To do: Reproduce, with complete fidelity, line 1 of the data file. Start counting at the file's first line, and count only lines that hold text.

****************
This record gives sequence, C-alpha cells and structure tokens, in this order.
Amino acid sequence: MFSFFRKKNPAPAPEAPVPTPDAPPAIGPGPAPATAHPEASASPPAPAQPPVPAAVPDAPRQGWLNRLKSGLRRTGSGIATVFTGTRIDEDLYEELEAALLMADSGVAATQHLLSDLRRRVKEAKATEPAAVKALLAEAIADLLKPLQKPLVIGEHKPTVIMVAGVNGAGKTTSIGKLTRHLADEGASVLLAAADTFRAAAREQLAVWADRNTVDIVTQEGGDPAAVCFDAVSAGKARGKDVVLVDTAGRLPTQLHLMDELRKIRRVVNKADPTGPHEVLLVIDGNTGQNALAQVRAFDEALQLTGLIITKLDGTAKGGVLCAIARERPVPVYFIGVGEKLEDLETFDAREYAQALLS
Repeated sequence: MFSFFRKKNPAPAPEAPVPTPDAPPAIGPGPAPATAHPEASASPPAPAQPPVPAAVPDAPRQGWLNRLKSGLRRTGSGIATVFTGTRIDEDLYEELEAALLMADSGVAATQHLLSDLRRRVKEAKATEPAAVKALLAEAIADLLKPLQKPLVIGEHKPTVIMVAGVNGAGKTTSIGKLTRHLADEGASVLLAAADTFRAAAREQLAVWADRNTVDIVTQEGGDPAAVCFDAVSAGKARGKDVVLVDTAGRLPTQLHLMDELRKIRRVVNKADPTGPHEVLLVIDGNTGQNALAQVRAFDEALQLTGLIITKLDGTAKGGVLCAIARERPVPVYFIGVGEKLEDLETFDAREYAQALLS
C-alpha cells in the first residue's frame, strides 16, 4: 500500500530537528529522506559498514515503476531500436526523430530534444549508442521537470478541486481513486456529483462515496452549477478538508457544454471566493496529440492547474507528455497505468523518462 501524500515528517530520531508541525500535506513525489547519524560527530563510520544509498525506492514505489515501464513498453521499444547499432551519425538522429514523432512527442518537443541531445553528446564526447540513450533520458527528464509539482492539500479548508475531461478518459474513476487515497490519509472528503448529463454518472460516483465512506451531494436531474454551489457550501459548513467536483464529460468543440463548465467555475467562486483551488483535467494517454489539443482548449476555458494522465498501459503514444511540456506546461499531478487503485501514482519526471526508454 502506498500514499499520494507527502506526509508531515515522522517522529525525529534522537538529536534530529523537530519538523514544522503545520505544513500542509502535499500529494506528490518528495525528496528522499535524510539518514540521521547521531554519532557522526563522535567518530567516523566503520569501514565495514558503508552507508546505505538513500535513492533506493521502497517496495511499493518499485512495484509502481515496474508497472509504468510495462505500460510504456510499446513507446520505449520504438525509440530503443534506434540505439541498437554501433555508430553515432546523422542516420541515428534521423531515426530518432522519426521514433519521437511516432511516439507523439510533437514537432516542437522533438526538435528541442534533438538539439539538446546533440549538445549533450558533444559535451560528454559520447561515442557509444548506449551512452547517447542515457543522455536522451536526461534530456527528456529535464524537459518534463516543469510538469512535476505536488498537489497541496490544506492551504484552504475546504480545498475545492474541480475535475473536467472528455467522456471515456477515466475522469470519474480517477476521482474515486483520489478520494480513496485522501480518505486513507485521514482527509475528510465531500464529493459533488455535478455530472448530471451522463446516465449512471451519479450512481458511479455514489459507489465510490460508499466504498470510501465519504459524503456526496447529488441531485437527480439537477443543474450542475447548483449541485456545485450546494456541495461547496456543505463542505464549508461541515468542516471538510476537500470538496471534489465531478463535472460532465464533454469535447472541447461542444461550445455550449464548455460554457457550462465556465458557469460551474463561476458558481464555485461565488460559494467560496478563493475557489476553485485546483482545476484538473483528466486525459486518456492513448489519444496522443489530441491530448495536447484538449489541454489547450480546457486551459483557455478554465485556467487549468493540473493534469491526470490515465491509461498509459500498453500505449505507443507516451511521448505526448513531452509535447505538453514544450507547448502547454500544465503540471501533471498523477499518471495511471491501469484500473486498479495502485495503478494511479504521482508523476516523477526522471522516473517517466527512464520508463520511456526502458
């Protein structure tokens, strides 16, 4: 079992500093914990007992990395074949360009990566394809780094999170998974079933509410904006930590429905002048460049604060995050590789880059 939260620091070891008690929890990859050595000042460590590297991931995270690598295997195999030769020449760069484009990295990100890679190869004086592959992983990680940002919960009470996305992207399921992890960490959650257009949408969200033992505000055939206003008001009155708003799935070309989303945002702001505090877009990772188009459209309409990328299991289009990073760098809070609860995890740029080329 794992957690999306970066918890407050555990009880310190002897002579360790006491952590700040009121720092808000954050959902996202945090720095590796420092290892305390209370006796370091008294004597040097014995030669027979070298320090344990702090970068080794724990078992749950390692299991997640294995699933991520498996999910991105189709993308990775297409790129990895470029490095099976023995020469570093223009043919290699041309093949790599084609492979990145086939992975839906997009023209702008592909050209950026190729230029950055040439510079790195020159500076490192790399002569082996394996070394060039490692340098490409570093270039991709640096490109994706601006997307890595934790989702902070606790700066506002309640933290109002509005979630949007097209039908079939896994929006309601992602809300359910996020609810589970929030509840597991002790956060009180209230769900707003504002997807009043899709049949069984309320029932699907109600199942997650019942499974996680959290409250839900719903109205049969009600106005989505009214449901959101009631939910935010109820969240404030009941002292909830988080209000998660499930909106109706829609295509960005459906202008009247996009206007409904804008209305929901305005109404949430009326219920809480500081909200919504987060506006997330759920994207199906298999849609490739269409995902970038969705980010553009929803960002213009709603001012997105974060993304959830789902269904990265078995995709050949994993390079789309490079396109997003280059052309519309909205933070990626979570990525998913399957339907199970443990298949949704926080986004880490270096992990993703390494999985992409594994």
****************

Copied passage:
This record gives sequence, C-alpha cells and structure tokens, in this order.